I had a great coaching call on Thursday with Shayla Gifford. She had just heard a guy speak at a builders conference and he was talking about P+G=C, which is “pain” + “Gain” = “change”….This was in relation to hiring people, which is something we all need to do. Do we want to hire someone with the promise of gain? or with the promise of solving their pain? Answer, to an extent, is both, but most people jump out and say “gain”, when in reality, we have a much better chance of success if we start with pain, solve the pain, and then move into gain. How many times have I been promised more money? bigger splits? etc…..My company treats me so well, the promise of gain isn’t all that interesting to me, I have very little pain, so in reality, I’m not a good candidate for a recruiters “suspect” list (and that should be liberating for a recruiter once they know this). It’s the same for employees. I just hired a great LP 2 because she had pain, she was told she was going to be doing “x” by her previous employer when in fact they had her doing “Y”, and they didn’t listen to her needs…I solved her pain by getting her back into what she wanted to be doing. I didn’t promise her more money, I didn’t promise her a different career, but I did solve her pain. Here are some thoughts I’ve taken away from this concept:
- Understanding a pain point can only come from asking questions and listening. Gain conversations only come from you talking. Never talk without listening first…you’re flying blind if you do.
- Referral partners are no different. If you understand their pain points by asking questions, you have a much greater chance of creating a relationship. If I’m bragging to someone about my 21 day close for 10 minutes, and they tell me their avg escrow is 45 days and that’s fine, I look like a moron and just wasted their time.
- This is a game. If I’m competing against you, I’m going to find out what your referral partners pain points are in dealing with you. we all need to reflect on what pain we cause other people, and fix it. You think your clients, referral partners, and team members would appreciate this question? YES. Its direct and it gets the answers you don’t want to hear but need to hear. It shows you care. Surveys are not enough.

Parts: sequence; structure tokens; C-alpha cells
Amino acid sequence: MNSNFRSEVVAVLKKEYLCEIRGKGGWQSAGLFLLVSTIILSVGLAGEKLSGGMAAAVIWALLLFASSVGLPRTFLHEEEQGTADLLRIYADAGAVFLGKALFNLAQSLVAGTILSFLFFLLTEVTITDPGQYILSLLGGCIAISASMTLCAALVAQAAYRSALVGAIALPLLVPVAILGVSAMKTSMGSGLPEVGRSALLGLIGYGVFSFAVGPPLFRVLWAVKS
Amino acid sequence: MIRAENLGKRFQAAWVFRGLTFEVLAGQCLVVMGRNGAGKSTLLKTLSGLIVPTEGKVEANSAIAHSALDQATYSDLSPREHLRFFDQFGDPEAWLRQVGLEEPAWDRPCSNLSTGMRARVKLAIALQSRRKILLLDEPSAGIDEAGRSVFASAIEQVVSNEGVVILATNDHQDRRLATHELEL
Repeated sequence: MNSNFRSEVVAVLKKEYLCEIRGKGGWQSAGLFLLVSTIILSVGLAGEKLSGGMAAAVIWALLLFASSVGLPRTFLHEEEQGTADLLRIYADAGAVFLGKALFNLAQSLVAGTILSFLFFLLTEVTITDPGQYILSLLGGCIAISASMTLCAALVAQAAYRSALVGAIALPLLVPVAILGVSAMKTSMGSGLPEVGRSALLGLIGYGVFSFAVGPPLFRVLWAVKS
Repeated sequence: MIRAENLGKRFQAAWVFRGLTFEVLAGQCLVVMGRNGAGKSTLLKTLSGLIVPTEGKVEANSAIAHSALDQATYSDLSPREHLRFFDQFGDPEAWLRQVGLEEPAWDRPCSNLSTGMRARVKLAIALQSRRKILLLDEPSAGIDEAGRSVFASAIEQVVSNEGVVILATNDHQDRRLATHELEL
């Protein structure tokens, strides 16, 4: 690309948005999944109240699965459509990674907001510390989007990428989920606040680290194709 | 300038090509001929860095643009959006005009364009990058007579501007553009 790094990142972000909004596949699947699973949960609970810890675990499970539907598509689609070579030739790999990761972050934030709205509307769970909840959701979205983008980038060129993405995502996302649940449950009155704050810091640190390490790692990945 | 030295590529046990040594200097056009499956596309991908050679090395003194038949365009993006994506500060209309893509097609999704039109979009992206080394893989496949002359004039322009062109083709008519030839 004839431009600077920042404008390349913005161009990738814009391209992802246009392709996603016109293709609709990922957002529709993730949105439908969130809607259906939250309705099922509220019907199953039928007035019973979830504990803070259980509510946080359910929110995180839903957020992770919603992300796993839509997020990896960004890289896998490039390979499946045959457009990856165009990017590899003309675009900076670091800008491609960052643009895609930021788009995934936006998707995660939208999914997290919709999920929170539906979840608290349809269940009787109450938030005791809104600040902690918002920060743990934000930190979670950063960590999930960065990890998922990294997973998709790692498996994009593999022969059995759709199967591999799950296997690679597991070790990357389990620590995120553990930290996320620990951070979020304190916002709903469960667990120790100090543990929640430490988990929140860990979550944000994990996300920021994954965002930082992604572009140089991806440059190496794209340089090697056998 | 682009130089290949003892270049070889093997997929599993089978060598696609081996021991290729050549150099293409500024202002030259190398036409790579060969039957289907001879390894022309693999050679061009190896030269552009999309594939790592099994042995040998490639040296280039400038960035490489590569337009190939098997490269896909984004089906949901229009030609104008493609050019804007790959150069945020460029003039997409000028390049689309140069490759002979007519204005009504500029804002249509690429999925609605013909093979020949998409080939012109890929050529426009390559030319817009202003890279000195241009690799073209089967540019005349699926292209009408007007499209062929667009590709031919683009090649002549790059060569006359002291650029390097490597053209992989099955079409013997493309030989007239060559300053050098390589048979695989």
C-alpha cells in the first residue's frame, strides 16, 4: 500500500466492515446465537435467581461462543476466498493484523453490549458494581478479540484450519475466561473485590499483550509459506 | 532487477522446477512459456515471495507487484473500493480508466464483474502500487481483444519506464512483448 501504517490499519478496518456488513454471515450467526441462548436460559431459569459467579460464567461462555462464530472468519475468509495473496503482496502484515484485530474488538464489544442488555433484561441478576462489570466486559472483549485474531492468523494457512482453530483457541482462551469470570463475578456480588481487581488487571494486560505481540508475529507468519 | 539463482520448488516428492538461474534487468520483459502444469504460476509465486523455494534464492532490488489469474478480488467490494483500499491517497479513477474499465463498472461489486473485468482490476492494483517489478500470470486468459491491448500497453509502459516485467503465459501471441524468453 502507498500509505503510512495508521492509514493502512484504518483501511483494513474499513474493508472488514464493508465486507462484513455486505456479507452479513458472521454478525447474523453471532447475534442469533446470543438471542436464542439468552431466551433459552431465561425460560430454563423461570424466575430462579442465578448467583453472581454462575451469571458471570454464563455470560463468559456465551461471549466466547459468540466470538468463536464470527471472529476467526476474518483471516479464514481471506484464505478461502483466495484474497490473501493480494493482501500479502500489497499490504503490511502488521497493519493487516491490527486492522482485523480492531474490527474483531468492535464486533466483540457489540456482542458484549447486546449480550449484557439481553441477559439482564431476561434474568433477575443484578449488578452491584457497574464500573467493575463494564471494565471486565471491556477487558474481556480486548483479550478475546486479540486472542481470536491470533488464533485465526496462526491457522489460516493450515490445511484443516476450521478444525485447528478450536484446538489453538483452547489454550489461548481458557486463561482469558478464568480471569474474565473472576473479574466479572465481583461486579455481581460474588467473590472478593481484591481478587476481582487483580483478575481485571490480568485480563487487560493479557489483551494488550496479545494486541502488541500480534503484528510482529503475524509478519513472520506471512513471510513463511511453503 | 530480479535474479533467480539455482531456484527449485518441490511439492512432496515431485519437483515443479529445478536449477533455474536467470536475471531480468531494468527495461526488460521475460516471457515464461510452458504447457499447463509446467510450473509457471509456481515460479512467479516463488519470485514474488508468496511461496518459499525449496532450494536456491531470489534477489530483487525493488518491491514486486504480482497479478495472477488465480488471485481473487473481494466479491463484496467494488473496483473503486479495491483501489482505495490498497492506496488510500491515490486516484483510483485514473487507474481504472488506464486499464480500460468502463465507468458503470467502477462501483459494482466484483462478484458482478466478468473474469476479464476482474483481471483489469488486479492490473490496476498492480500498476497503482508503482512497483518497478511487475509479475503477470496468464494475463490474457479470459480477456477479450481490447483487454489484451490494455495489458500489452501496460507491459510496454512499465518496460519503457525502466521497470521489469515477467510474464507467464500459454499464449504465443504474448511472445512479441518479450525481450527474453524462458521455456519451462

- Less emotional, more tactical. understanding “why” someone is or isn’t interested in joining our team, or working with us as a referral partner takes the emotions out of it and allows us to focus on the next one. If you want to drive someone nuts, keep calling someone who doesn’t have a problem, they don’t need you to solve, that you never asked about in the first place….and then we wonder why they say “PLEASE NEVER CALL ME AGAIN”. Call with the purpose of understanding if someone has a pain point that you think you can fix. Be transparent and direct.
On all of your interviews, assuming you like the candidate, your first thought should be, what is their pain in their existing company, and am I capable of solving it? The same is true for clients and business partners. Take a moment and reflect back on all the decisions you’ve made in your business to get you to where you are today? Yes-without question, we need to make decisions based on growth but the starting point is usually pain. 10 years ago I came to RPM because I didn’t believe in the small brokerage I was working for. I had the wrong platform and I knew it. RPM didn’t guarantee me more money, but they understood what I needed because they asked me, and then they gave it to me. We need to be in alignment with our teams, referral partners, and clients…if we are, anything is possible, and if we’re not, it’s just a matter of time before it goes bad.
Core Mortgage Coach
Executive Loan Advisor with